Social care: need and receipt
This chapter reports on the need for and receipt of social care among adults aged 65 and over.
- Around a quarter of men (23%) and a third of women (33%) aged 65 and over needed help with activities like dressing, eating, bathing or toileting, called Activities of Daily Living or ADLs.
- 22% of men and 35% of women reported needing help with at least one activity such as shopping, cleaning and doing the washing, called Instrumental Activities of Daily Living or IADLs.
- 11% of men and 14% of women aged 65 and over had received help with at least one ADL in the last month, and 15% and 30% respectively had received help with at least one IADL.
Those in the lowest income group had the highest proportions receiving help and the greatest need of help.
Informal and formal caring
- Among people who had received help in the last month, 88% of men and 71% of women had received this solely from informal helpers, like relatives and friends or neighbours.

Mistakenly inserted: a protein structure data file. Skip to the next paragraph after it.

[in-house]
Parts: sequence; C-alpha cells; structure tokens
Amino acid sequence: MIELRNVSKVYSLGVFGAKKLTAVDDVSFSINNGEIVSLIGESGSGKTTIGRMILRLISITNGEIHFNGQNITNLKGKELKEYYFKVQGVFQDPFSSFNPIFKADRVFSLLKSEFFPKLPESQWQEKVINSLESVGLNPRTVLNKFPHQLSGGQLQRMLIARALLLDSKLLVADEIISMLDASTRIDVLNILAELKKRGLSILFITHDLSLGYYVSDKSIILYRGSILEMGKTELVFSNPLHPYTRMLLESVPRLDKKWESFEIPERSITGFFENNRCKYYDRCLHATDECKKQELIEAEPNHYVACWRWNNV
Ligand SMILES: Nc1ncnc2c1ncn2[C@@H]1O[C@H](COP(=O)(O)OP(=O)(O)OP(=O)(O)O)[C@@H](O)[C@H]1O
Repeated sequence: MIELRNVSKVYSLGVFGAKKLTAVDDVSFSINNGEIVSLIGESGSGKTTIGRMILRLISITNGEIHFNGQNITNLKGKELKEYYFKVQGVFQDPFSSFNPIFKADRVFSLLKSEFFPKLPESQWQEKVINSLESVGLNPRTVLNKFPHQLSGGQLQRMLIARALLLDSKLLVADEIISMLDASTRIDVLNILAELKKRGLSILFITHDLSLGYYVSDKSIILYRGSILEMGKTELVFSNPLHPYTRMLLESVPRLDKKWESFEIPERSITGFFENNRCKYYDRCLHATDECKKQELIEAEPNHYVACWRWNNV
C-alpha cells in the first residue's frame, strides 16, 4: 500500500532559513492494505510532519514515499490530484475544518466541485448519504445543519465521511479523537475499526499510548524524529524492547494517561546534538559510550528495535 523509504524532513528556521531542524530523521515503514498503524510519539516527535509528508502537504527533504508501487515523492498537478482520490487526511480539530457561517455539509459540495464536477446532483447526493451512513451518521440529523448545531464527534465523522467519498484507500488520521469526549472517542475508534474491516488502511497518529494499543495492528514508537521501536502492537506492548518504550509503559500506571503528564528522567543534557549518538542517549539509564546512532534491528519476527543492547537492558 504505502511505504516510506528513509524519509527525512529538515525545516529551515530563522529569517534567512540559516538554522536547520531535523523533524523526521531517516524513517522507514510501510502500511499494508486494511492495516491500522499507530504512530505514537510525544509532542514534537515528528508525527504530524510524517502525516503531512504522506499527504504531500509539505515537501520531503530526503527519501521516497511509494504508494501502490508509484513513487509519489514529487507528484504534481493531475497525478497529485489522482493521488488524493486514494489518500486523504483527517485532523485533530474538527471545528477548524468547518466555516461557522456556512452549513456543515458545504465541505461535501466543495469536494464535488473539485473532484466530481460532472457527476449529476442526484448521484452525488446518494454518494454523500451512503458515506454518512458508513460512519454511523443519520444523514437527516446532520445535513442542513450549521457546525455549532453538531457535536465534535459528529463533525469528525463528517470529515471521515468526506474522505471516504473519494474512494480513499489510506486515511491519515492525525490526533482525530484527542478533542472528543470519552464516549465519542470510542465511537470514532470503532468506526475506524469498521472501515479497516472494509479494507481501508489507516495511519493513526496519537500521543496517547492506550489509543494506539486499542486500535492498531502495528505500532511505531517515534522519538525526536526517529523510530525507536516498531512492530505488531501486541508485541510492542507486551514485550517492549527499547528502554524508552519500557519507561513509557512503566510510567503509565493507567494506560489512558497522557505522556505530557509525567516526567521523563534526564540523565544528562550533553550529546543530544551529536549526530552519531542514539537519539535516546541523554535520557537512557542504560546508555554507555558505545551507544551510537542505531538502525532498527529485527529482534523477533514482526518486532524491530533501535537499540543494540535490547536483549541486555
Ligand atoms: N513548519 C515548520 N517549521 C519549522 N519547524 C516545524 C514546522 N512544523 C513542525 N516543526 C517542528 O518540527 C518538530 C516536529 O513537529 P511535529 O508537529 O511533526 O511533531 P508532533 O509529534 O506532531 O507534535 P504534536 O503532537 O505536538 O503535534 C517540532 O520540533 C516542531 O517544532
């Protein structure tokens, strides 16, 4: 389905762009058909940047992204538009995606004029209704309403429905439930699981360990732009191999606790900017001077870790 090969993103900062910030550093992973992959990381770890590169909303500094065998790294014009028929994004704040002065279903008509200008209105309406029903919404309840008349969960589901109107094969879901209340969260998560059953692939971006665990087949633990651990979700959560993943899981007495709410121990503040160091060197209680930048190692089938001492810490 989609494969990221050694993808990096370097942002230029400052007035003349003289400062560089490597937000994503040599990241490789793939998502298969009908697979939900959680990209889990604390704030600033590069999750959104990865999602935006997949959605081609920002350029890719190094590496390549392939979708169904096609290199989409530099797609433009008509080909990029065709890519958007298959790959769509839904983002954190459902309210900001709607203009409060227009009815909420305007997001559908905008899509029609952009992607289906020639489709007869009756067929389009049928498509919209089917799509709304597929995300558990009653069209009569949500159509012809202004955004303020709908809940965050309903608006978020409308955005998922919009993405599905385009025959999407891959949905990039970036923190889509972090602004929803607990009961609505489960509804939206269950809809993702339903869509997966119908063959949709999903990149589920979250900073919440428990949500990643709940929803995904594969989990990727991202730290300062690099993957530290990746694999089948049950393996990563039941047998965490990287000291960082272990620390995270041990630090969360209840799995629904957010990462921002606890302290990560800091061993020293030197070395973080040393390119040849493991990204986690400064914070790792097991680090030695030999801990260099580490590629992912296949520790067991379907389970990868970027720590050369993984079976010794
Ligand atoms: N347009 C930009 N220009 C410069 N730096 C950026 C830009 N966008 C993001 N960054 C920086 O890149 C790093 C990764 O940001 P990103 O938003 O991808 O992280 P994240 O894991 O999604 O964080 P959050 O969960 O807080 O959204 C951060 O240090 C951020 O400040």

- Help with ADLs was most frequently provided by a spouse or partner, followed by daughters and sons.
- Help with IADLs was most frequently given by a spouse or partner for men (47%) and a daughter for women (38%).
- Around a third of spouses or partners provided 20 or more hours of care a week.
Aids and equipment
- The most frequently mentioned types of equipment used by older people were an alarm to call for help, a grab rail or stair rail and a bath or shower seat.
- The majority of people aged 65 and over, 80% of men and 69% of women, did not currently use any form of mobility aid.